The media knew from the start that the FBI was pursuing a "lone American" type of suspect. 60 Minutes did a feature on Hatfield. The New York Times investigated him and the FBI raided his house. "FBI raids on his home were well-attended by journalists and, consequently, several news outlets speculated that Hatfill was at one time the likely suspect for the attacks. He later sued the government for ruining his reputation, a case which the government settled for US$5.8 million." Nor was the media spared embarassment. Hatfill sued the New York Times and settled a $10 million libel suit against Vanity Fair and the Reader's Digest. The NY Sun reported on the outcomes:
"Neither Condé Nast Publications nor the article's author intended to imply that they had concluded that Steven J. Hatfill, M.D., perpetrated the anthrax attacks that occurred in the United States in the fall of 2001. To the extent any statements contained in the article might be read to convey that Condé Nast and Prof. Foster were accusing Dr. Hatfill of perpetrating these attacks, Condé Nast and Prof. Foster retract any such implication," the statement said. The statement from Reader's Digest was essentially identical.
Last month, a federal judge in Virginia threw out a separate libel lawsuit Dr. Hatfill filed against the New York Times over a series of columns about the anthrax case. Judge Claude Hilton said Dr. Hatfill was a public figure and that there was insufficient evidence that the Times printed the columns knowing or strongly suspecting that they were false. Dr. Hatfill has appealed.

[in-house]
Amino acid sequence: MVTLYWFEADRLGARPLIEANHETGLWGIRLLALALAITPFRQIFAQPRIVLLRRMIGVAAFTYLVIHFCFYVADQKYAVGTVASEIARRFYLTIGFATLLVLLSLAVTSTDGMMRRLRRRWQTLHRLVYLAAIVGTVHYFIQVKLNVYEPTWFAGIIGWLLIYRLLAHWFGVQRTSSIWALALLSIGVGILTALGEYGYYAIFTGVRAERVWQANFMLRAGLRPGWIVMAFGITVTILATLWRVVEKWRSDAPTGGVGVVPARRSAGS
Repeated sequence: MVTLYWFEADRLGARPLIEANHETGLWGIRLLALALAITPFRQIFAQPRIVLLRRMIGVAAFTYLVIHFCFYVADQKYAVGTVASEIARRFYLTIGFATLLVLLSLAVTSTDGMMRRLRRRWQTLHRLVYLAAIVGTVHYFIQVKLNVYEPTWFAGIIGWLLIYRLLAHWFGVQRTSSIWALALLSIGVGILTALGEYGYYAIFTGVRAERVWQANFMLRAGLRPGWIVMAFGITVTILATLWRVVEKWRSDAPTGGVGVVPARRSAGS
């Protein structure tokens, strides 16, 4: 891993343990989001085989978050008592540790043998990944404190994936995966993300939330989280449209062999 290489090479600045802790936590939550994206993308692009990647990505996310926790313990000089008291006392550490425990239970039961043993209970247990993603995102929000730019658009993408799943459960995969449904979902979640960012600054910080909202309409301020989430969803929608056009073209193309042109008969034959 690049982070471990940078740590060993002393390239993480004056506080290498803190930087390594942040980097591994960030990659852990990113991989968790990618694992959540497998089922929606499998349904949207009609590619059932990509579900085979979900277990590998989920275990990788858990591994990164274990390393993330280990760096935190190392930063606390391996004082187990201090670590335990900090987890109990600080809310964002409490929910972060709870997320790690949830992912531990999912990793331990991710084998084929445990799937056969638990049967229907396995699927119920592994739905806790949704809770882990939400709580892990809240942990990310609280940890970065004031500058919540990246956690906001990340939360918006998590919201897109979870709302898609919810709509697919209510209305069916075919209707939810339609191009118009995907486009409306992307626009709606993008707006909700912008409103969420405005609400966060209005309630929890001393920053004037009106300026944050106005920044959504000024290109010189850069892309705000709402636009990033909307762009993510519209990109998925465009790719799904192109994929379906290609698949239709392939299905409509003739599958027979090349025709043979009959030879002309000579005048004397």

It was time to fall back on Plan B. The FBI turned to another loner whose politics did not fit so neatly with attacks on Dan Rather and Tom Daschle: Bruce Ivins. Readers may draw their own inferences from the Associated Press report on Ivin's suicide:
Ivins had several letters to the editor published in The Frederick News-Post over the last decade. He denounced taxpayer funding for assisted suicide, pointed readers to a study that suggested a genetic component for homosexuality and said he had stopped listening to local radio station WFMD because he was offended by the language and racially charged commentary of its hosts. He also commented on the growing political influence of conservative Christians, and he was willing to criticize his church. "The Roman Catholic Church should learn from other equally worthy Christian denominations and eagerly welcome female clergy as well as married clergy," Ivins wrote.
It would be dangerous to jump to any conclusions because in the end a "lone American" may not have been the source of the attacks. From the beginning there were rival theories to the "lone American" hypothesis. Wikipedia quotes former CIA director George Tenet's 2006 book as implying that for a while there were worries the attacks may have come from al-Qaeda. Tenet, writing after the lone American theory had been in vogue for some years said: